Patrick Finley at the Chicago Sun-Times profiles defensive tackle Danny Shelton:
“[G]iven that the team will morph into 4-3 defense on nickel and dime situations, the Bears could be cautious drafting someone who could be limited to two downs.”
“The 6-foot-2, 339-pounder has been compared to Haloti Ngata and Vince Wilfork. But he’s athletic enough that, growing up, he wanted to be Steelers safety Troy Polamalu.”
“He showed that athleticism when, in the rival Apple Cup matchup with Washington State this year, he barrel-rolled along the ground at line of scrimmage before the snap, lining up in a new position, and then sacked the quarterback.”
Having looked at some video of Shelton I can say that the comparison to Wilfork is a pretty good one. He’s plenty athletic and I think its entirely possible that he could be more than a two down player. But even as a two down player he’d be valuable. Finley points out that the Bears might be better off drafting a pass rusher – and they might. But there’s a decent chance that with proven 4-3 defensive ends like Jared Allen and Willie Young on the team, any pass rusher they take could well be restricted to being a two down player as well.
But here’s the paragraph that really caught my eye.
“Shelton talked extensively with the Bears at the Senior Bowl and at the NFL Scouting Combine, and, he said, with a Chicago scout after that. His only official visit after the combine was with the Browns, though he said teams have learned enough about him during his showcases to not need one-on-one visits.”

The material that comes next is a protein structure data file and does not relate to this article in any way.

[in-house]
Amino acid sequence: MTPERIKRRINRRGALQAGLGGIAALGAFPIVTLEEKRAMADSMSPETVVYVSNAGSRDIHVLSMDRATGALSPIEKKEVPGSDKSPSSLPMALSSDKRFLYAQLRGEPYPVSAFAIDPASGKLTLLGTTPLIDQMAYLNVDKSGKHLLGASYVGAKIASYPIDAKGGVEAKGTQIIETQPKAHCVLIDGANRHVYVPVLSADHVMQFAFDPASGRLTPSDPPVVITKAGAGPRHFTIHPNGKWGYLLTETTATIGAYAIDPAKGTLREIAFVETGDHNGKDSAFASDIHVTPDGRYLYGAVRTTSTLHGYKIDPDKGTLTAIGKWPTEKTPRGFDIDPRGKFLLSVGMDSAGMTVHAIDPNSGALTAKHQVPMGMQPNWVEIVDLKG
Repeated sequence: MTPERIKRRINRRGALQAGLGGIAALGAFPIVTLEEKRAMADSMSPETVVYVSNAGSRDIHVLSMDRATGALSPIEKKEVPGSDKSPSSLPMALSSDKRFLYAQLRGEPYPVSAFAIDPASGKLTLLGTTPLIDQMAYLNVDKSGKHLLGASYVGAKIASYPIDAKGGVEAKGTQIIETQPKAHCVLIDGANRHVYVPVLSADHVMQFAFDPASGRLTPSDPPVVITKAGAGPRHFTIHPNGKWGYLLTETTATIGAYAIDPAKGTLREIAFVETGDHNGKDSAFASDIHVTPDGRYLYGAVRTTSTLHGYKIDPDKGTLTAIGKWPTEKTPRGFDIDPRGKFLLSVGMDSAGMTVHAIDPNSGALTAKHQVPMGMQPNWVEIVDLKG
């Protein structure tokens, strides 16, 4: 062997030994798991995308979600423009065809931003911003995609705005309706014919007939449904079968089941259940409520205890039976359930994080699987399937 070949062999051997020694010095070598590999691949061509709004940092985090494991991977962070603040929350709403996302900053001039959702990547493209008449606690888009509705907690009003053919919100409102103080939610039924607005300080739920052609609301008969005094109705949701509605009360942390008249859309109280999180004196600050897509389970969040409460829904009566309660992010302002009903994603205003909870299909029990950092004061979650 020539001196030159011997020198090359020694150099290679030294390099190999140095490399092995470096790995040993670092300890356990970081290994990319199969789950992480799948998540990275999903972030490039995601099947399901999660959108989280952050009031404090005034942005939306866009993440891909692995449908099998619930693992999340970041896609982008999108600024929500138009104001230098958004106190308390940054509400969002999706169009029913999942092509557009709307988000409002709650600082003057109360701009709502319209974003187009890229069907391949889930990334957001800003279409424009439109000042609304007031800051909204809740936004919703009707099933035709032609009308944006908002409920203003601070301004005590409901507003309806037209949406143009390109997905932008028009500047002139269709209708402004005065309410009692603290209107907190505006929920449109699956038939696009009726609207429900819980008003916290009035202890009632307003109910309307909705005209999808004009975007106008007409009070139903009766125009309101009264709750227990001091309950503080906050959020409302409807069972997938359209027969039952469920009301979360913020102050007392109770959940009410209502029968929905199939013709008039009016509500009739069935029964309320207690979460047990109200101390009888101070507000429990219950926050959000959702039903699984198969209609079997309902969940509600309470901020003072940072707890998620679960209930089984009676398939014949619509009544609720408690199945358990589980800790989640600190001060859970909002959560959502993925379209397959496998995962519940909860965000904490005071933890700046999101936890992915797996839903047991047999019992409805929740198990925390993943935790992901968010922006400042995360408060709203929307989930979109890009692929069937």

Do the Bears do their “due diligence” by brining in Jameis Winston and Marcus Mariota – two players who are unlikely to be there at the seventh pick. They bring in Mario Edwards and T.J. Clemmings presumably on the off chance they find a way to trade down. But they don’t bring in Shelton, who is likely to be there when you pick and who fits the defense to a T? And not just the Bears – nobody seems to be brining him in.
I don’t get this. Each team gets 30 visits with prospects. The Packers general manager Ted Thompson restricts his mostly to low round players and free agents who weren’t at the Combine. That makes sense. But if you are a team like the Bears, how do you decide which prospects you do “due diligence on” and which you don’t?
The process seems random. Hopefully its not.